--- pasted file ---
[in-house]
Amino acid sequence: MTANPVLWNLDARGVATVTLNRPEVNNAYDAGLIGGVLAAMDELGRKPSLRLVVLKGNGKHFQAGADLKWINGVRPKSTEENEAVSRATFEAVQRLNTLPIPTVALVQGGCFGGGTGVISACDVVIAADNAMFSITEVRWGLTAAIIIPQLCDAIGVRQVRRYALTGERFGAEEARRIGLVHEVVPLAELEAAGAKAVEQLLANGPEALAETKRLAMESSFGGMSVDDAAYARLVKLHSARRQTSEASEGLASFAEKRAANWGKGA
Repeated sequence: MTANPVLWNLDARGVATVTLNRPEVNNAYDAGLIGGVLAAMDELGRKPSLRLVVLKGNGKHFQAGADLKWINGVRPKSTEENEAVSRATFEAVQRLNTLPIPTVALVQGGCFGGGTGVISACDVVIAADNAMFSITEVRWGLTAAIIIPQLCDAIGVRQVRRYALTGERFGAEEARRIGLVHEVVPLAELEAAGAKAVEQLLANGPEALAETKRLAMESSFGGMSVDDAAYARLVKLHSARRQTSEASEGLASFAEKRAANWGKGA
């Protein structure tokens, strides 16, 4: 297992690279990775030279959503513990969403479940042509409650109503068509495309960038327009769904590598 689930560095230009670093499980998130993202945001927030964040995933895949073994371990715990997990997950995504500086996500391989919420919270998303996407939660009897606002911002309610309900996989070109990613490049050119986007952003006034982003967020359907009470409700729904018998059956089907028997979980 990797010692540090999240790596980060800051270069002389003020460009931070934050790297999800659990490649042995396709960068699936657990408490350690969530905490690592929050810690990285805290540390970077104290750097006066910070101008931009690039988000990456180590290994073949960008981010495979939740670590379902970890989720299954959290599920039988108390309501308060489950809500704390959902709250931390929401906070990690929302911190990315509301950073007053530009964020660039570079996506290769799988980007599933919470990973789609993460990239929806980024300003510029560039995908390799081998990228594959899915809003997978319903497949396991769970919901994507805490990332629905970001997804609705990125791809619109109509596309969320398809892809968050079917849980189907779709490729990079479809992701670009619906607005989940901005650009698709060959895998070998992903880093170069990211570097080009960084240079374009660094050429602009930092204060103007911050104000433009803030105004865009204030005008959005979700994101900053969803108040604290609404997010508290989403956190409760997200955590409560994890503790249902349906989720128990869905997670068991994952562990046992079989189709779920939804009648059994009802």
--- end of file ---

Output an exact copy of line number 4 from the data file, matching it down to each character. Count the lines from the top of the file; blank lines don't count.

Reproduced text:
């Protein structure tokens, strides 16, 4: 297992690279990775030279959503513990969403479940042509409650109503068509495309960038327009769904590598 689930560095230009670093499980998130993202945001927030964040995933895949073994371990715990997990997950995504500086996500391989919420919270998303996407939660009897606002911002309610309900996989070109990613490049050119986007952003006034982003967020359907009470409700729904018998059956089907028997979980 990797010692540090999240790596980060800051270069002389003020460009931070934050790297999800659990490649042995396709960068699936657990408490350690969530905490690592929050810690990285805290540390970077104290750097006066910070101008931009690039988000990456180590290994073949960008981010495979939740670590379902970890989720299954959290599920039988108390309501308060489950809500704390959902709250931390929401906070990690929302911190990315509301950073007053530009964020660039570079996506290769799988980007599933919470990973789609993460990239929806980024300003510029560039995908390799081998990228594959899915809003997978319903497949396991769970919901994507805490990332629905970001997804609705990125791809619109109509596309969320398809892809968050079917849980189907779709490729990079479809992701670009619906607005989940901005650009698709060959895998070998992903880093170069990211570097080009960084240079374009660094050429602009930092204060103007911050104000433009803030105004865009204030005008959005979700994101900053969803108040604290609404997010508290989403956190409760997200955590409560994890503790249902349906989720128990869905997670068991994952562990046992079989189709779920939804009648059994009802």